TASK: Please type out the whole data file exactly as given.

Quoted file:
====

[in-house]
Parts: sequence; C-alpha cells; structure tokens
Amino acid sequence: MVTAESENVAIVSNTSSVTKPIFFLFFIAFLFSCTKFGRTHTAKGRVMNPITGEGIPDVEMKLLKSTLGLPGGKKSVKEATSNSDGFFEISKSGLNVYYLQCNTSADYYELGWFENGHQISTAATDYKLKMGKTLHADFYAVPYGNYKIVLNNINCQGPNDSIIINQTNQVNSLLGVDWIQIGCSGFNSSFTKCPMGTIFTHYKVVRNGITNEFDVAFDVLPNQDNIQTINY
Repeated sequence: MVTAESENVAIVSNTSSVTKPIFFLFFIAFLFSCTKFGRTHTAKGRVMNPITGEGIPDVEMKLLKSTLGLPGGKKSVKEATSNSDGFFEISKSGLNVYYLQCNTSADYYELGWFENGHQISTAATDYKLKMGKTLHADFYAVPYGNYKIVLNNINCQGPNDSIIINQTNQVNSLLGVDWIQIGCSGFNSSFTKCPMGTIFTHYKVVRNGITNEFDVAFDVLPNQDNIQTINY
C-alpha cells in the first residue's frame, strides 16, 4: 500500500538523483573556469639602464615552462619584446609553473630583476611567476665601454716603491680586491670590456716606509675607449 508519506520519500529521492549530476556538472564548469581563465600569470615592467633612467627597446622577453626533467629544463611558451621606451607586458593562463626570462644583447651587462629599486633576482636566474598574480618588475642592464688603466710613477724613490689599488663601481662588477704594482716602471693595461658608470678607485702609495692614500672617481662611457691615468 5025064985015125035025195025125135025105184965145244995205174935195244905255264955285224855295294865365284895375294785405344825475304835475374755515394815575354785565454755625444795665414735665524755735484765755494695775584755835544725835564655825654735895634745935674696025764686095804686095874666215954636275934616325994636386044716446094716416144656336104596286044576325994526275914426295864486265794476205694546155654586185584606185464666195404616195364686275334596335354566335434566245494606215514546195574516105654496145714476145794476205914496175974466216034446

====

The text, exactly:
[in-house]
Parts: sequence; C-alpha cells; structure tokens
Amino acid sequence: MVTAESENVAIVSNTSSVTKPIFFLFFIAFLFSCTKFGRTHTAKGRVMNPITGEGIPDVEMKLLKSTLGLPGGKKSVKEATSNSDGFFEISKSGLNVYYLQCNTSADYYELGWFENGHQISTAATDYKLKMGKTLHADFYAVPYGNYKIVLNNINCQGPNDSIIINQTNQVNSLLGVDWIQIGCSGFNSSFTKCPMGTIFTHYKVVRNGITNEFDVAFDVLPNQDNIQTINY
Repeated sequence: MVTAESENVAIVSNTSSVTKPIFFLFFIAFLFSCTKFGRTHTAKGRVMNPITGEGIPDVEMKLLKSTLGLPGGKKSVKEATSNSDGFFEISKSGLNVYYLQCNTSADYYELGWFENGHQISTAATDYKLKMGKTLHADFYAVPYGNYKIVLNNINCQGPNDSIIINQTNQVNSLLGVDWIQIGCSGFNSSFTKCPMGTIFTHYKVVRNGITNEFDVAFDVLPNQDNIQTINY
C-alpha cells in the first residue's frame, strides 16, 4: 500500500538523483573556469639602464615552462619584446609553473630583476611567476665601454716603491680586491670590456716606509675607449 508519506520519500529521492549530476556538472564548469581563465600569470615592467633612467627597446622577453626533467629544463611558451621606451607586458593562463626570462644583447651587462629599486633576482636566474598574480618588475642592464688603466710613477724613490689599488663601481662588477704594482716602471693595461658608470678607485702609495692614500672617481662611457691615468 5025064985015125035025195025125135025105184965145244995205174935195244905255264955285224855295294865365284895375294785405344825475304835475374755515394815575354785565454755625444795665414735665524755735484765755494695775584755835544725835564655825654735895634745935674696025764686095804686095874666215954636275934616325994636386044716446094716416144656336104596286044576325994526275914426295864486265794476205694546155654586185584606185464666195404616195364686275334596335354566335434566245494606215514546195574516105654496145714476145794476205914496175974466216034446